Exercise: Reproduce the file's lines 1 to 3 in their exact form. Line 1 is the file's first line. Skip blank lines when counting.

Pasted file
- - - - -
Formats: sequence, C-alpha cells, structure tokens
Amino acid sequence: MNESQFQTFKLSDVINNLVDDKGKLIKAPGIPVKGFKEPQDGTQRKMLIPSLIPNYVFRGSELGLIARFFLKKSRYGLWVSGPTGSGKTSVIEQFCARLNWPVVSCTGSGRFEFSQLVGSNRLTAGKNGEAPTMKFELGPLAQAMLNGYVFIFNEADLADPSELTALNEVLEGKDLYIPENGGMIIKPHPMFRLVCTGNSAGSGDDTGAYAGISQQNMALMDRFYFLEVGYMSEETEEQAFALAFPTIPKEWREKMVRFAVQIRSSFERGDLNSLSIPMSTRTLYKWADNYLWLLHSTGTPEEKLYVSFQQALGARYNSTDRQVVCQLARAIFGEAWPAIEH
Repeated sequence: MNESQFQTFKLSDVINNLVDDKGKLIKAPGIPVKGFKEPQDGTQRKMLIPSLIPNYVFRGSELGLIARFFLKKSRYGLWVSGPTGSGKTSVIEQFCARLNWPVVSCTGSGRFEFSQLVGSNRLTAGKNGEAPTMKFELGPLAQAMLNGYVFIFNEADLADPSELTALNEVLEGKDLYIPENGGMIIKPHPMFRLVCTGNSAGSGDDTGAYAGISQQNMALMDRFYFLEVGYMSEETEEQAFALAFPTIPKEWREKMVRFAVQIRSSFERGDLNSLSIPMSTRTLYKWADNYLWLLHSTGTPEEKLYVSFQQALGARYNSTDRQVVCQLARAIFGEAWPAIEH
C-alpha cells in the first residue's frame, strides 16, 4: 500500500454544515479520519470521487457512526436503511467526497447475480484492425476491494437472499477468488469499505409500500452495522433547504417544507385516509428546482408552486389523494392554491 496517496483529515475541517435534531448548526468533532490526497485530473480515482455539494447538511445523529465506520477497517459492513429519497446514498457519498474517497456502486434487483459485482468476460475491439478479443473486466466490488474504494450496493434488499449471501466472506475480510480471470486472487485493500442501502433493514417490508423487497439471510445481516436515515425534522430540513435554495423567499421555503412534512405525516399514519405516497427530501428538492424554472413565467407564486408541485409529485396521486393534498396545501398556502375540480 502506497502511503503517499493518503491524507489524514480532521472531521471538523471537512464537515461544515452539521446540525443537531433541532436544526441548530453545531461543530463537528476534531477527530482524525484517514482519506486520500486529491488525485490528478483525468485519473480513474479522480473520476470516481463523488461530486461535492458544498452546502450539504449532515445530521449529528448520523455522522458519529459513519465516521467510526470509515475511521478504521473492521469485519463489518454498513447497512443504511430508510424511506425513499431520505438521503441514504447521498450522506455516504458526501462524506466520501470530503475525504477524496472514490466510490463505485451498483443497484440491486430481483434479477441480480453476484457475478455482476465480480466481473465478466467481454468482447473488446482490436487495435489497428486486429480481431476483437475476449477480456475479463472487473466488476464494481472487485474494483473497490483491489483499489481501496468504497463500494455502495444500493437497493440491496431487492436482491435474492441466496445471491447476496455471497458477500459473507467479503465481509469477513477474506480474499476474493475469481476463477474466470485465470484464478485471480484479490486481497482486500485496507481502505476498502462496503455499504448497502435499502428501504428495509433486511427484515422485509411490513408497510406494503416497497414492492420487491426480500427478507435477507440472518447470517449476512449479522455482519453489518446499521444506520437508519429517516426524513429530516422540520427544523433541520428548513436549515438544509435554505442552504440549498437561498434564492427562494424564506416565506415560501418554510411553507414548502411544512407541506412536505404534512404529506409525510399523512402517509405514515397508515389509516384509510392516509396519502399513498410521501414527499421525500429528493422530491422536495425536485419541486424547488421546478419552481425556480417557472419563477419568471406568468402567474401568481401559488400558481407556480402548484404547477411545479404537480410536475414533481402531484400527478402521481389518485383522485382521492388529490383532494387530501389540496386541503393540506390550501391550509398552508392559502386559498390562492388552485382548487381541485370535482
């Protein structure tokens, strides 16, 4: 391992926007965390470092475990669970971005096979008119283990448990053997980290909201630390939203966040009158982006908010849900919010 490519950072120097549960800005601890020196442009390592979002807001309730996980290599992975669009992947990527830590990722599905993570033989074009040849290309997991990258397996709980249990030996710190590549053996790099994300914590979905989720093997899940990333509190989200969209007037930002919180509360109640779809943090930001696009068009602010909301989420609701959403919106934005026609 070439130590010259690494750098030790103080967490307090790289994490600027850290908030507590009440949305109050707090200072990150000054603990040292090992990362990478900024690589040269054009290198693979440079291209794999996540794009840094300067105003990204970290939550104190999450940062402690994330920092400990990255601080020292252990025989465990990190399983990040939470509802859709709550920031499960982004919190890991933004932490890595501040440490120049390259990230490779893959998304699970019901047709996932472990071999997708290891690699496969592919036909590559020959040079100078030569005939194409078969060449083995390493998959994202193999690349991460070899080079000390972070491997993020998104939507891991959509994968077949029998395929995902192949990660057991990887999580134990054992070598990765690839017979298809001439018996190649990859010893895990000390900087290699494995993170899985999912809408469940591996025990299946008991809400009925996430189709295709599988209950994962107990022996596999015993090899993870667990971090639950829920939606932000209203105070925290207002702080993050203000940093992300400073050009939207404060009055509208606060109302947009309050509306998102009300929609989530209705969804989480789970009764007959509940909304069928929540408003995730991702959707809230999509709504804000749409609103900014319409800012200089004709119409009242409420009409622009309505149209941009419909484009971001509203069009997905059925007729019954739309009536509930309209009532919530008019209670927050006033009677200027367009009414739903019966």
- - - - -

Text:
Formats: sequence, C-alpha cells, structure tokens
Amino acid sequence: MNESQFQTFKLSDVINNLVDDKGKLIKAPGIPVKGFKEPQDGTQRKMLIPSLIPNYVFRGSELGLIARFFLKKSRYGLWVSGPTGSGKTSVIEQFCARLNWPVVSCTGSGRFEFSQLVGSNRLTAGKNGEAPTMKFELGPLAQAMLNGYVFIFNEADLADPSELTALNEVLEGKDLYIPENGGMIIKPHPMFRLVCTGNSAGSGDDTGAYAGISQQNMALMDRFYFLEVGYMSEETEEQAFALAFPTIPKEWREKMVRFAVQIRSSFERGDLNSLSIPMSTRTLYKWADNYLWLLHSTGTPEEKLYVSFQQALGARYNSTDRQVVCQLARAIFGEAWPAIEH
Repeated sequence: MNESQFQTFKLSDVINNLVDDKGKLIKAPGIPVKGFKEPQDGTQRKMLIPSLIPNYVFRGSELGLIARFFLKKSRYGLWVSGPTGSGKTSVIEQFCARLNWPVVSCTGSGRFEFSQLVGSNRLTAGKNGEAPTMKFELGPLAQAMLNGYVFIFNEADLADPSELTALNEVLEGKDLYIPENGGMIIKPHPMFRLVCTGNSAGSGDDTGAYAGISQQNMALMDRFYFLEVGYMSEETEEQAFALAFPTIPKEWREKMVRFAVQIRSSFERGDLNSLSIPMSTRTLYKWADNYLWLLHSTGTPEEKLYVSFQQALGARYNSTDRQVVCQLARAIFGEAWPAIEH